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Atherosclerosis. 1998 Apr;137(2):253-8.

Cardiovascular risk factors in relation to cigarette smoking: a population-based survey among Asians in Singapore.

Author information

1
Department of Community, Occupational and Family Medicine, Faculty of Medicine, National University of Singapore, Singapore. cofkh@nus.edu.sg

Abstract

To investigate how cigarette smoking increases the risk of cardiovascular disease, risk factors were compared between 166 cigarette smokers and 312 non-smokers, in a random sample of males (Chinese, Malays and Asian Indians) aged 30-69 years from the general population of Singapore. There was adjusted for age and ethnic group. The prevalence of hypertension was lower in cigarette smokers (15.2%) than non-smokers (21.9%), with the difference reduced by adjustment for body mass index (BMI). Smokers had: lower mean serum HDL-cholesterol (0.76 versus 0.81 mmol/l) and higher mean serum fasting triglyceride (1.92 versus 1.71 mmol/l), which will increase atherosclerosis; higher mean plasma fibrinogen (2.75 versus 2.67 g/l) and plasminogen activator inhibitor 1 [PAI-1] (24.9 versus 22.2 ng/ml), which will increase thrombosis; and lower mean plasma vitamin C (4.4 versus 6.4 mg/l) and serum selenium (118 versus 123 microg/l), which may increase atherosclerosis. Adjustment for BMI slightly increased the differences for HDL-cholesterol, fasting triglyceride, fibrinogen and PAI-1, indicating that less generalised obesity among smokers reduces their increased cardiovascular disease risk. Smoking was not found to be related to: diabetes mellitus; serum total cholesterol, LDL-cholesterol, apolipoproteins A1 and B and lipoprotein(a); plasma factor VIIc and prothrombin fragment 1 + 2; and plasma vitamins A and E and serum ferritin. There was no evidence of increased insulin resistance in smokers, as measured by mean fasting serum insulin.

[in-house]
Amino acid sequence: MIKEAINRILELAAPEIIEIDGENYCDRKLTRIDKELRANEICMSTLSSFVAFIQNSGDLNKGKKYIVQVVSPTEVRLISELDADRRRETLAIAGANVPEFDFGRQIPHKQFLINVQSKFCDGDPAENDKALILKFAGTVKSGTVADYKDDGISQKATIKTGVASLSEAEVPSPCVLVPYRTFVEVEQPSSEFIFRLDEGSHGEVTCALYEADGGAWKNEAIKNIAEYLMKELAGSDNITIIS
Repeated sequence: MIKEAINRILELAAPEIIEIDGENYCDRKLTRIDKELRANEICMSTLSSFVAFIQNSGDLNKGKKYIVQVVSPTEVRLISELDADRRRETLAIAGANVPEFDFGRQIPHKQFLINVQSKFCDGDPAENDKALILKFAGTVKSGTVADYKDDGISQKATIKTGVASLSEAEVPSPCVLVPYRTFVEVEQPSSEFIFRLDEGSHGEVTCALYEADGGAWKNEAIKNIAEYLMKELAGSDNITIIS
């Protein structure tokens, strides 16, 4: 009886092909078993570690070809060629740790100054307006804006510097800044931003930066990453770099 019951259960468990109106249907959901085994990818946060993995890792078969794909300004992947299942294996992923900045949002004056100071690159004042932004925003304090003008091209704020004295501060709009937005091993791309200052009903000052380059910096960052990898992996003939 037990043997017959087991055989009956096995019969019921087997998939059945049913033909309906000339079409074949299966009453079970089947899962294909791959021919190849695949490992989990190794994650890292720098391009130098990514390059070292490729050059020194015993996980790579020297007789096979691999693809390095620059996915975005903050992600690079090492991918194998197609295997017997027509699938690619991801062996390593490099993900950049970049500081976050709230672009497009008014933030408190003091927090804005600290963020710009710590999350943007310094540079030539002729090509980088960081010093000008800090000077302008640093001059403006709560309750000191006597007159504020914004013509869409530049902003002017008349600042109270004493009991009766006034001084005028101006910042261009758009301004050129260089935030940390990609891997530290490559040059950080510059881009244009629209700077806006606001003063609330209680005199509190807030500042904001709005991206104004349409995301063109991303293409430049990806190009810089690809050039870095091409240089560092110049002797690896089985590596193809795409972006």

PMID:
9622268
[Indexed for MEDLINE]

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